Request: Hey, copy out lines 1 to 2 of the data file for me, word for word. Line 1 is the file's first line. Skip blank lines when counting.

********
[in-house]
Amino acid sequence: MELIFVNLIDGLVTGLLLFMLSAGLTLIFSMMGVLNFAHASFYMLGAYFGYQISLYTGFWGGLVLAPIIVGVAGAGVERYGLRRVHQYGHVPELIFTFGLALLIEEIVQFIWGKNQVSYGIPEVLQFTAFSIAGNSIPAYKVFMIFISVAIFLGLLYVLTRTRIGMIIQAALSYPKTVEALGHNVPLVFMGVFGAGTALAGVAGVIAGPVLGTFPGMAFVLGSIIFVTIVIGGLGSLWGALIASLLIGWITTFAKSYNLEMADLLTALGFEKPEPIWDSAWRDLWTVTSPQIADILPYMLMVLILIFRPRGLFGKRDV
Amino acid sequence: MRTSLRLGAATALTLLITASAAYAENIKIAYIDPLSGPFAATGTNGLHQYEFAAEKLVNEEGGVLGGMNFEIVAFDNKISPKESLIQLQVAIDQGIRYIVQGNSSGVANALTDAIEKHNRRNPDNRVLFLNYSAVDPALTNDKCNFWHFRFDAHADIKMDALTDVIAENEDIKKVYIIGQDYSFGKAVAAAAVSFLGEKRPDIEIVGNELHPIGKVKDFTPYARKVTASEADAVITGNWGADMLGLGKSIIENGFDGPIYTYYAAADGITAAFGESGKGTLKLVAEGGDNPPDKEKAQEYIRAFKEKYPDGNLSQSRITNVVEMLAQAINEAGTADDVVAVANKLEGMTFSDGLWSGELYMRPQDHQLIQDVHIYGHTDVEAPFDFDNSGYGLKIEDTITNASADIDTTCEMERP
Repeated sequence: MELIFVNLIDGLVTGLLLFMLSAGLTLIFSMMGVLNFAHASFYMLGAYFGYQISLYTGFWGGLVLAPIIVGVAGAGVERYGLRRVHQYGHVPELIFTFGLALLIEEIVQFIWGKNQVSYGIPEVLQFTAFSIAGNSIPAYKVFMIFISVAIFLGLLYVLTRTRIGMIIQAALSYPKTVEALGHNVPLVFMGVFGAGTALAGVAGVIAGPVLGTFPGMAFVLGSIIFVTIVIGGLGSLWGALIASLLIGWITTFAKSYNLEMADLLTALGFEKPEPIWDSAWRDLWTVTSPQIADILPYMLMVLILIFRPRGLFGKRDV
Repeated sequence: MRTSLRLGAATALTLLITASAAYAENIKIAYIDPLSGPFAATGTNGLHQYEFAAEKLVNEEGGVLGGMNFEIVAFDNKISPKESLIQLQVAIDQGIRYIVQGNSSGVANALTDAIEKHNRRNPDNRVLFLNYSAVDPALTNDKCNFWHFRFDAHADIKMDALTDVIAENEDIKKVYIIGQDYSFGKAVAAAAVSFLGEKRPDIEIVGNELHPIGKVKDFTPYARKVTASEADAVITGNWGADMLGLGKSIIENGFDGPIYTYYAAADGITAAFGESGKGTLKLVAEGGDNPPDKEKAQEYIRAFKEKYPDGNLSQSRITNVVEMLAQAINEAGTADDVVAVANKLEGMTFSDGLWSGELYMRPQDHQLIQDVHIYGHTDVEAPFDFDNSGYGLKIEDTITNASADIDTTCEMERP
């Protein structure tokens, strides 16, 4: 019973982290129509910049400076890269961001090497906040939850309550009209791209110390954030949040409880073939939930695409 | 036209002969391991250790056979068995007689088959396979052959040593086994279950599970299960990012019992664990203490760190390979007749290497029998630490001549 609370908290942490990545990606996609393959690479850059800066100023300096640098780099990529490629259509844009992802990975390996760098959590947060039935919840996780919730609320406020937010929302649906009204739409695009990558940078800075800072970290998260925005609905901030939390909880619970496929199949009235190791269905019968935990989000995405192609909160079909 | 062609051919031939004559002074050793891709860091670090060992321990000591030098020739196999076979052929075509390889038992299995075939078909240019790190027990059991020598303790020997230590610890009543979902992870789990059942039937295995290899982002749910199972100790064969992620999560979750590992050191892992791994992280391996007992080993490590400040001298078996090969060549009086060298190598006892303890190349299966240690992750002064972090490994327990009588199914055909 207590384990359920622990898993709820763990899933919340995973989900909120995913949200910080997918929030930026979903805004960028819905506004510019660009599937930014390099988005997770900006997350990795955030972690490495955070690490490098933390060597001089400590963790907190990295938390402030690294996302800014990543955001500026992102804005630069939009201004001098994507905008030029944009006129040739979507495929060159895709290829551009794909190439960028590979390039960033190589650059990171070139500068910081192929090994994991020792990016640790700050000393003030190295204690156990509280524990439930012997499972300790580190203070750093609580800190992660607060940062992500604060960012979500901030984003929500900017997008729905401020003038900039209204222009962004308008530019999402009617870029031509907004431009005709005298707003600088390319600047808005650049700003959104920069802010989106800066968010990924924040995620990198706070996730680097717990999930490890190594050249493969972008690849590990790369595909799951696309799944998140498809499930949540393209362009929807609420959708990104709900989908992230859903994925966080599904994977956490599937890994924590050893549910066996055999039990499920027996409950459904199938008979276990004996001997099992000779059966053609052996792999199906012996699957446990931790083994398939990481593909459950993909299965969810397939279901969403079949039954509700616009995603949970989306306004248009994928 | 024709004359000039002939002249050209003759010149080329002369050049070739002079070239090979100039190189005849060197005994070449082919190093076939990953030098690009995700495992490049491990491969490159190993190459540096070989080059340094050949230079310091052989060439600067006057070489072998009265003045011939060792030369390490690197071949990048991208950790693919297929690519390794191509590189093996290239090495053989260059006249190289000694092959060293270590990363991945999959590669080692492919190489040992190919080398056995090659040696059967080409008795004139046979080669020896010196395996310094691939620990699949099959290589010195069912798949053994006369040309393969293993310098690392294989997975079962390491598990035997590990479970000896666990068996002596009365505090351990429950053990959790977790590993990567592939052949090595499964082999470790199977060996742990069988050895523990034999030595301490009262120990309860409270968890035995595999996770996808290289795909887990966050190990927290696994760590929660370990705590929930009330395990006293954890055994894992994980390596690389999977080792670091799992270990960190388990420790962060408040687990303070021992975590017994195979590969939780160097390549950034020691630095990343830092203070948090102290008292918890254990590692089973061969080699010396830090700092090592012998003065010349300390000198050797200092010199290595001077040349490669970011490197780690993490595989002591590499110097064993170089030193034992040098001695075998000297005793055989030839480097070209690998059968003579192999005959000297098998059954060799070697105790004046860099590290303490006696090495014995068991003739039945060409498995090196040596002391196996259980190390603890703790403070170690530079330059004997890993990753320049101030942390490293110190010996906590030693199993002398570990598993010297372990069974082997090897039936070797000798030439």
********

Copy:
[in-house]
Amino acid sequence: MELIFVNLIDGLVTGLLLFMLSAGLTLIFSMMGVLNFAHASFYMLGAYFGYQISLYTGFWGGLVLAPIIVGVAGAGVERYGLRRVHQYGHVPELIFTFGLALLIEEIVQFIWGKNQVSYGIPEVLQFTAFSIAGNSIPAYKVFMIFISVAIFLGLLYVLTRTRIGMIIQAALSYPKTVEALGHNVPLVFMGVFGAGTALAGVAGVIAGPVLGTFPGMAFVLGSIIFVTIVIGGLGSLWGALIASLLIGWITTFAKSYNLEMADLLTALGFEKPEPIWDSAWRDLWTVTSPQIADILPYMLMVLILIFRPRGLFGKRDV